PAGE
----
October 2022 TechCast | Historic Firsts: Arizona and the James Webb Telescope
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On December 25, 2021, NASA launched the James Webb Space Telescope (JWST), the largest and most complex space telescope ever built. Four days later, Webb’s massive sunshield deployed and within weeks, its primary mirror started unfurling. On August 12, 2022, Webb’s first images were released, and our view of the universe was forever changed. But what did it take to get here?
The October 2022 episode of the Arizona Technology Council’s AZTechCast podcast featured experts including Erik Novak, general manager at 4D Technology; Marcia Rieke, professor of astronomy at the University of Arizona; and Fred Van Milligen, vice president, research and development at VIAVI Solutions. These leaders joined Karen Nowicki, president and owner of Phoenix Business RadioX, and Steve Zylstra, president and CEO of the Arizona Technology Council, in discussing the nearly insurmountable challenges they faced, the exciting innovations developed and the cosmic collaborations that led to the most successful space telescope ever launched.
Throughout this hour-long episode, the panel of three experts convened virtually to introduce themselves, describe the direct role that they and their organizations played in building the JWST and explain how Arizona’s optics and photonics and aerospace industries really drove the telescope’s development even though NASA is headquartered on the other side of the country. For those unfamiliar with optics and photonics, the speakers defined this field as the study of light, as well as the generation, detection, and manipulation of light photons through emission, transmission, modulation, signal processing, switching, amplification and sensing. But beyond the dictionary definition, they emphasized that optics and photonics touch the lives of every day Arizonans through the cameras on their cell phones, the semiconductors that power their appliances and the light emitted from their car headlights.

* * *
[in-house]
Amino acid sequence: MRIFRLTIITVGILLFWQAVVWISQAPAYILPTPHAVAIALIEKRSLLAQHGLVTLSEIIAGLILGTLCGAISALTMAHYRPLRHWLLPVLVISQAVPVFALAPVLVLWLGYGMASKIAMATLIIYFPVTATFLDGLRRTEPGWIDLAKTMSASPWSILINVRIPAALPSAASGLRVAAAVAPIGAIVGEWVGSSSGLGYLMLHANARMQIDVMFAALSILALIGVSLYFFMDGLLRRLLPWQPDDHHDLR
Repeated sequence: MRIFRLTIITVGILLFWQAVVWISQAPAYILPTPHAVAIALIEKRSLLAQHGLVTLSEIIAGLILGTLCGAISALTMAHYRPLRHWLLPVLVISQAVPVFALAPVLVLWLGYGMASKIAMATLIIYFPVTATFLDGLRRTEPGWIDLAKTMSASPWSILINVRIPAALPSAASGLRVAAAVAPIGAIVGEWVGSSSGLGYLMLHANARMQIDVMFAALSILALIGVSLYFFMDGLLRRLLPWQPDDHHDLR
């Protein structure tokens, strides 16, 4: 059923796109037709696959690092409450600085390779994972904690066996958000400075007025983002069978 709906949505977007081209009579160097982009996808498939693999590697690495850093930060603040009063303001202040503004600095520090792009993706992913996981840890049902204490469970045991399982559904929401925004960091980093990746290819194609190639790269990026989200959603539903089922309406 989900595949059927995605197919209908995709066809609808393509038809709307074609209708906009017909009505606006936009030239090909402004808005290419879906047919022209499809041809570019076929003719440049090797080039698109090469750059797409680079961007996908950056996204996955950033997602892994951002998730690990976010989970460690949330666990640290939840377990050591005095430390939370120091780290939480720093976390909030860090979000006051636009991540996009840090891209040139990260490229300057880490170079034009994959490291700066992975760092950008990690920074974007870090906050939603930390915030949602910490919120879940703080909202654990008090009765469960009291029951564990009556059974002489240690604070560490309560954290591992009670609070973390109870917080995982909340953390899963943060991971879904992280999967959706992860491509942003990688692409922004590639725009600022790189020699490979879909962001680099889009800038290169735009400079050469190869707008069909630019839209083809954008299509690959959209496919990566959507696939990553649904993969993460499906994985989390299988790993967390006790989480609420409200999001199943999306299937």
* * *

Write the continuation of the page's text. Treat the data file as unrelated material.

As the general manager of 4D Technology, Erik explained that the company specializes in instruments that measure the surfaces of optical features in difficult environments, like a factory floor or a cryogenic freezer. By using interferometer principles combined with unique, patented technology, 4D Technology produced four optical measurement systems that were essential in qualifying the JWST’s primary mirror array, secondary mirror, backplane structure and the primary mirror segments. It was pivotal for each of the four components to be identical, requiring a high level of precision. Erik mentioned that his team faced a number of technical challenges during this process, simply because of the level of precision and the fact that the data and measurements needed to be in a common language that all collaborators could understand. All stakeholders needed to be on the same page for the technology to work and for the telescope to successfully capture the images and data long sought after.
Since she was a child, Marcia read a lot of science fiction and was fascinated by space. During college (which was shortly after the moon landing), she took an astronomy class that changed the course of her career. Marcia has worked on several previous space missions during her time as a professor at The University of Arizona (UA), and insists that UA is the best place to study astronomy from the ground. As far as JWST goes, Marcia was the leader of a research team that developed a camera for JWST, which was worked on in collaboration with Lockheed Martin’s Advanced Technology Center in Palo Alto, CA. According to Marcia, the JWST is more powerful than Hubble because its mirrors and instruments can withstand colder temperatures, enabling it to better detect exoplanets and more accurately identify whether there is life on other planets. Marcia also stated that the JWST allows astronomers to see much further back in time than Hubble can by about 300 million years.